October 12, 2016
This exhibit, which we stumbled on entirely by accident, was a surprise and a joy. We were visiting Canterbury for the day, and we stepped into the Beaney House because this is where the town’s Visitor Information Centre is. I had a vague idea that it also contained a collection of historical paintings and artifacts. However, I had no idea that it would also have an exhibit by Grayson Perry, one of Britain’s most popular contemporary artists.
The exhibit features six large scale tapestries, loosely based on William Hogarth’s series of paintings, A Rake’s Progress. The morality tale has been recontextualized into the story of Tim Rakewell, a boy who grows up poor, becomes rich, only to die from going too fast in his Ferrari with his new young wife.
In one corner of the show, a video screen shows Perry’s documentary TV series All in the Best Possible Taste, where he went “on a safari amongst the taste tribes of Britain”, examining the lives of people in different classes. He incorporated these people and the details of that research into the tapestries. The story he tells of class mobility allows him to follow one character’s move from working class, to middle class, to upper class and finally to “super rich”.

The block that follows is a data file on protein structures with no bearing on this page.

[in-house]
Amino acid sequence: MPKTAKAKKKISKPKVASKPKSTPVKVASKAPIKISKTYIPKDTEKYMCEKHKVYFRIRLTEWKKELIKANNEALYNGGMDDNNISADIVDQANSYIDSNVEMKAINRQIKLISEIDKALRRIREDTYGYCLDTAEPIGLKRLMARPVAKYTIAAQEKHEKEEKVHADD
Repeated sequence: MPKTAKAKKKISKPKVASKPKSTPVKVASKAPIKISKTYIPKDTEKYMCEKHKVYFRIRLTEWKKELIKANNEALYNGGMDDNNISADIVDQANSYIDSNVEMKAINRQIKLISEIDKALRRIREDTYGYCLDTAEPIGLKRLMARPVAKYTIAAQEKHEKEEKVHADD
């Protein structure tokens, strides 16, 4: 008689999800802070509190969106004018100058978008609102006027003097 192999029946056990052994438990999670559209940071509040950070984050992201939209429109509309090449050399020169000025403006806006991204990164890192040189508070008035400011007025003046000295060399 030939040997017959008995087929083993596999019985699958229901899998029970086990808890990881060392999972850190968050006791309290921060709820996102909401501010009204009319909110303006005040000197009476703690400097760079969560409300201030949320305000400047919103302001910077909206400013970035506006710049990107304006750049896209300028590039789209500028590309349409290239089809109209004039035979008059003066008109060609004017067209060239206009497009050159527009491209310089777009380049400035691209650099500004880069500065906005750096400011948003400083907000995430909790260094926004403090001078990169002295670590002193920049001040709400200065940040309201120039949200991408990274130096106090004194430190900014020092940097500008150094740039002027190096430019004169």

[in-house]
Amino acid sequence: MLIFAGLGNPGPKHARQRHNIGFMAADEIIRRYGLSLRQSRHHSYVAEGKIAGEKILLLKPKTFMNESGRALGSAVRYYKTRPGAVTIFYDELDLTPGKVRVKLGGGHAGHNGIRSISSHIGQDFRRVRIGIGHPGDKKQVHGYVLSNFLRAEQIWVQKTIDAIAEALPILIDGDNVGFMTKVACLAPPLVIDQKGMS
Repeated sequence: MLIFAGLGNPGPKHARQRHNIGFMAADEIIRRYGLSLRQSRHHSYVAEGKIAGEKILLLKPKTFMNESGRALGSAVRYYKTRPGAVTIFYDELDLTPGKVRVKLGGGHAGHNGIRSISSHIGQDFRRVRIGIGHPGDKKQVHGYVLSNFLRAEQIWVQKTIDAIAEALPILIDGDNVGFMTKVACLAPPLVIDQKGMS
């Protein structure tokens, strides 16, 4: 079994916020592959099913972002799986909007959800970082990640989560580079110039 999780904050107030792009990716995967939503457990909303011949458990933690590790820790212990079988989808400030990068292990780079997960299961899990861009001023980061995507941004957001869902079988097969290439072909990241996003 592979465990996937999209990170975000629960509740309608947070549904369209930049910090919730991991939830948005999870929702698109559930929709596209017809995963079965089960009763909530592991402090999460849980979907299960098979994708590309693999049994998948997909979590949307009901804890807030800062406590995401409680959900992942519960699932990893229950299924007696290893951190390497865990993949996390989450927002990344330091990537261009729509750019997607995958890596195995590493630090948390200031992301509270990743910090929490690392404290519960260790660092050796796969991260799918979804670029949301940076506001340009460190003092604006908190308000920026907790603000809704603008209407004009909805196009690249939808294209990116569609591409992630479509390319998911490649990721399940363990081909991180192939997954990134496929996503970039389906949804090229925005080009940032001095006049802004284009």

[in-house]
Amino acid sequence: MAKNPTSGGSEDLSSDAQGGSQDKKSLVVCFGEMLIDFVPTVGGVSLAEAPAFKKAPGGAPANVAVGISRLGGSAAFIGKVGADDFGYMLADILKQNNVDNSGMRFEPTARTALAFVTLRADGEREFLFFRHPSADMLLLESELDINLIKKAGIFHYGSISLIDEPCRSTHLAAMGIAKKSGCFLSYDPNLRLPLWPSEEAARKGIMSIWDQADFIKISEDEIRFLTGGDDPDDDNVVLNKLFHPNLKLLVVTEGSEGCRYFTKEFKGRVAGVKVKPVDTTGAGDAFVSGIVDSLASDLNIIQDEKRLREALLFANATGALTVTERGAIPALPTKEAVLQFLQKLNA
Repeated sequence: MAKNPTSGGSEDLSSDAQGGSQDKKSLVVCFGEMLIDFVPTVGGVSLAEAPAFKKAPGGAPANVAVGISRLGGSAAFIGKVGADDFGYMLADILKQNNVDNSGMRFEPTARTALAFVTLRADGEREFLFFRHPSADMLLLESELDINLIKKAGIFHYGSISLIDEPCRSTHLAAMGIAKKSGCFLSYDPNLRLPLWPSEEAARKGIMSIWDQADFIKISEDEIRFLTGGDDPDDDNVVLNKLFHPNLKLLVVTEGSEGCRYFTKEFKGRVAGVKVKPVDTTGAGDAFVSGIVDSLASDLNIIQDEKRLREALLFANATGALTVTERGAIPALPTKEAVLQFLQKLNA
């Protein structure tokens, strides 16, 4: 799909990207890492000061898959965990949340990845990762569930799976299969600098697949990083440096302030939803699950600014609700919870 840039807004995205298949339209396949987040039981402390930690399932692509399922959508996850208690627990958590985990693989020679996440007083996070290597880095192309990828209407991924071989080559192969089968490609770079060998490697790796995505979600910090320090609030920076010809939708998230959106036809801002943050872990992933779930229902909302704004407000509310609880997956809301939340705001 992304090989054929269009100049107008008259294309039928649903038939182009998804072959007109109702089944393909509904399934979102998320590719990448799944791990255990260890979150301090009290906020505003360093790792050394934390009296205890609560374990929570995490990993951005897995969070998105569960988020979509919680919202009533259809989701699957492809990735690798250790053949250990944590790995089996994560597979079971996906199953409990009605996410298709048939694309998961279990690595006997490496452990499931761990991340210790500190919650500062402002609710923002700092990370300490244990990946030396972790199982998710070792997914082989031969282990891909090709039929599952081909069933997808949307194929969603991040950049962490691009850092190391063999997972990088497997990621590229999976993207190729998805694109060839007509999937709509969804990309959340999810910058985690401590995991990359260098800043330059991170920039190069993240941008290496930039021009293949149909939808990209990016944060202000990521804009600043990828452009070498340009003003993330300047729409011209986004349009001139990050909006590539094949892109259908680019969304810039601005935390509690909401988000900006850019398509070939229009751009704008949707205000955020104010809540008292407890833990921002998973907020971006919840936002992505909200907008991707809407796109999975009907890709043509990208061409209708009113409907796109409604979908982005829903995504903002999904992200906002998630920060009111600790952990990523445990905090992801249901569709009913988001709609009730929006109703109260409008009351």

Perry also took inspiration from art history, specifically from early renaissance paintings from the Sainsbury Wing of the National Gallery. These inspired both the composition of the tapestries as well as some of the details. However the religious details get transposed in a very amusing way — The Annunciation: Virgin Mary becomes The Annunciation of the Virgin Deal as Tim sells his software company to Virgin, and The Adoration of the Magi becomes The Adoration of the Cage Fighters. Grayson’s visual style is very far from Hogarth, the Renaissance, or from the style the great historical tapestries — he favors loud colors and patterns, and a very loose, comic-book style of drawing. Each tapestry incorporates some text, a first person statement from one of the characters in the scene.
He incorporates details of contemporary British life, such as tower blocks in the background of Lamentation, the “Penguin Classics” mugs in the Annunciation and the everpresent CCTV cameras. The contrast between the classic art references and these elements made a funny yet clever commentary on British society.
All images Arts Council Collection, Southbank Centre London and British Council. Gift of the artist and Victoria Miro Gallery with the support of Channel 4 Television, The Art Fund and Sfumato Foundation with additional support from AlixPartners. © Grayson Perry.
Photography © Stephen White
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